It seems likely now that the report will never be released. Furthermore, if one day a stable, confident and relaxed government in New Delhi should, miraculously, appear and decide to clear out the cupboard and publish it, the text would be largely incomprehensible, the context, well known to the authors and therefore not spelled out, being now forgotten. The report would need an introduction and gloss… 

The Indian government's view can be comprehended from the then Defence Minister Y.B. Chavan's statement in the Lok Sabha on September 2, 1963 (almost a year after the war) regarding the Henderson Brooks Report. 

I am sure the House would appreciate that by the very nature of the contents it would not be in the public interest to lay the report on the table of the House. Nor is it possible to attempt even an abridged or edited version of it, consistent with the consideration of security, that would not give an unbalanced or incomplete picture to you … The publication of this report which contains information about the strength and development of our forces and their locations would be of invaluable use to our enemies. It would not only endanger our security but affect the morale of those entrusted with safeguarding the security of our borders.[IE] 

Veteran journalist Kuldeep Nayyar recounts his experiences while trying to unearth the report in the Parliament - 

During my six-year stint in the Rajya Sabha, I requested the government many times to publish the Henderson-Brooks report on the 1962 India-China war. The refusal was firm and consistent. Once, in a reply to my question in Parliament, Defence Minister George Fernandes said that it was not in the ''public interest'' to disclose the contents of the report. 

By keeping the report secret, every rule governing archives has been violated. Under the law, the government cannot withhold such documents beyond 35 years. In the case of the Henderson-Brooks report, as many as 40 years have gone by. Of course, the government can take the cover of ''public interest'' as it did while denying me information on the report. The excuse of public interest cannot be used as a pretext to hold back official reports.[IE]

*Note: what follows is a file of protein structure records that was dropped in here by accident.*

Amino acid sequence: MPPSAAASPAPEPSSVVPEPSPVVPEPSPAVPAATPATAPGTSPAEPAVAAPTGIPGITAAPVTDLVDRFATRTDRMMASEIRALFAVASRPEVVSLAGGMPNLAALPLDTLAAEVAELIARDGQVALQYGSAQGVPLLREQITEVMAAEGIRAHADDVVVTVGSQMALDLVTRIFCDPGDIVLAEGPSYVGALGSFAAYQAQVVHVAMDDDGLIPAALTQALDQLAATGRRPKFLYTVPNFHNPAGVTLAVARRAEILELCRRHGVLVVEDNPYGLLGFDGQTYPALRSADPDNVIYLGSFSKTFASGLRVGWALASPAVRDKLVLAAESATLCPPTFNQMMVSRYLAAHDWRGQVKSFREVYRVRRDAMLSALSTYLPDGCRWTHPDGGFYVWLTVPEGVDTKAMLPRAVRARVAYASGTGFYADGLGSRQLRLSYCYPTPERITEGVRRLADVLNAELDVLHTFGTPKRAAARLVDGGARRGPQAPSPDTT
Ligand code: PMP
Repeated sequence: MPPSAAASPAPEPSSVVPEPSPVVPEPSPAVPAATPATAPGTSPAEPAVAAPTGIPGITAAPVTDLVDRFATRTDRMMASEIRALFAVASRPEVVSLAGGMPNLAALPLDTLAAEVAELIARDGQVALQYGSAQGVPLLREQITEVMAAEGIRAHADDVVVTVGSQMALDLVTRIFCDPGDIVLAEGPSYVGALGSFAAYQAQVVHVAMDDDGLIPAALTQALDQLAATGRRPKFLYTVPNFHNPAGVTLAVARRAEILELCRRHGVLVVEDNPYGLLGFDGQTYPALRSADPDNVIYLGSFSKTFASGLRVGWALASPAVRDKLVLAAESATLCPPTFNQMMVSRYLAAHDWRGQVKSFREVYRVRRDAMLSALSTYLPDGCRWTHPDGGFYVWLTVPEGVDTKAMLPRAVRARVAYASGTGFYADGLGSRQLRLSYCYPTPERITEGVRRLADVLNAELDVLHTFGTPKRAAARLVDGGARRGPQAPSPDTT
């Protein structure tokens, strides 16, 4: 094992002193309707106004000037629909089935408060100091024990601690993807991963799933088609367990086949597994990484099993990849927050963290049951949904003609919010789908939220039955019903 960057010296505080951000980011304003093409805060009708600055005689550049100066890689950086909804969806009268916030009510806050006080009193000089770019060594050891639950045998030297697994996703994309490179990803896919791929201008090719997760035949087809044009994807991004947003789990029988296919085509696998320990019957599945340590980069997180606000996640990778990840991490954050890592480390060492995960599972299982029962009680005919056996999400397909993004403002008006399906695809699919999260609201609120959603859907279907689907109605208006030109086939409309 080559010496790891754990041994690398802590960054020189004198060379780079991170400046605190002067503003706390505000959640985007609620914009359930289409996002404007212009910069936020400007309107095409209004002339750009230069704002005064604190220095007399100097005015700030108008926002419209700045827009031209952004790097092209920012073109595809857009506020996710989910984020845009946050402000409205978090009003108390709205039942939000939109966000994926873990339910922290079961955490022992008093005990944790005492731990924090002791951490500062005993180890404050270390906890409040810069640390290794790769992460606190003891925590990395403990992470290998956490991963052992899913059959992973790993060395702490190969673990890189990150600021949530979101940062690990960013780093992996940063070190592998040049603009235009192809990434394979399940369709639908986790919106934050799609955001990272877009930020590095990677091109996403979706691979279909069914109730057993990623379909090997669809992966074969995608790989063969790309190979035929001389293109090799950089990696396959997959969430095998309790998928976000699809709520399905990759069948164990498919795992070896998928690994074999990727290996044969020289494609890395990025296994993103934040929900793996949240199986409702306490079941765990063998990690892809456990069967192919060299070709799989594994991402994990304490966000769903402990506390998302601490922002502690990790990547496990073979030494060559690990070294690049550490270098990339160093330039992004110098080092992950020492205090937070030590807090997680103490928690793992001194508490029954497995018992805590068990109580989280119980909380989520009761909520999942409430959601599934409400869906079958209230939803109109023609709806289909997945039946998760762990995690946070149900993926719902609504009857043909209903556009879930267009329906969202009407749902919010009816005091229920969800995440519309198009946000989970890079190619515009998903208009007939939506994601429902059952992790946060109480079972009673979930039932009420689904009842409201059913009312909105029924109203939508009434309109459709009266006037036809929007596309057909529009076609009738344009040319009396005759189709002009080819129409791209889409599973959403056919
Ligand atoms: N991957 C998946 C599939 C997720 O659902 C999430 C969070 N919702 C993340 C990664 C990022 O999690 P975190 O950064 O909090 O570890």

The fate of the Henderson-Brooks report is eerily similar to the non-publication of India's war histories. The political angle associated with the higher military directions of the 1962 war has compounded the problem further. A major part of the report or at least the allusions made in the report have been available in the public domain for some time. 

Is Henderson-Brooks report then essentially a non-issue not worth wasting the breath over? Or the search for an official version of the 'truth' a sacrosanct quest by itself? Yes, it is. In this case, the process of getting the establishment to own up and act transparently is as important, if not more, than the sheer outcome - the details contained in the actual report. An official declassification of the report only can avert the national tragedy returning as a farce. Karl Marx prophesied it thus- 

History repeats itself, first as tragedy, second as farce.____________ ______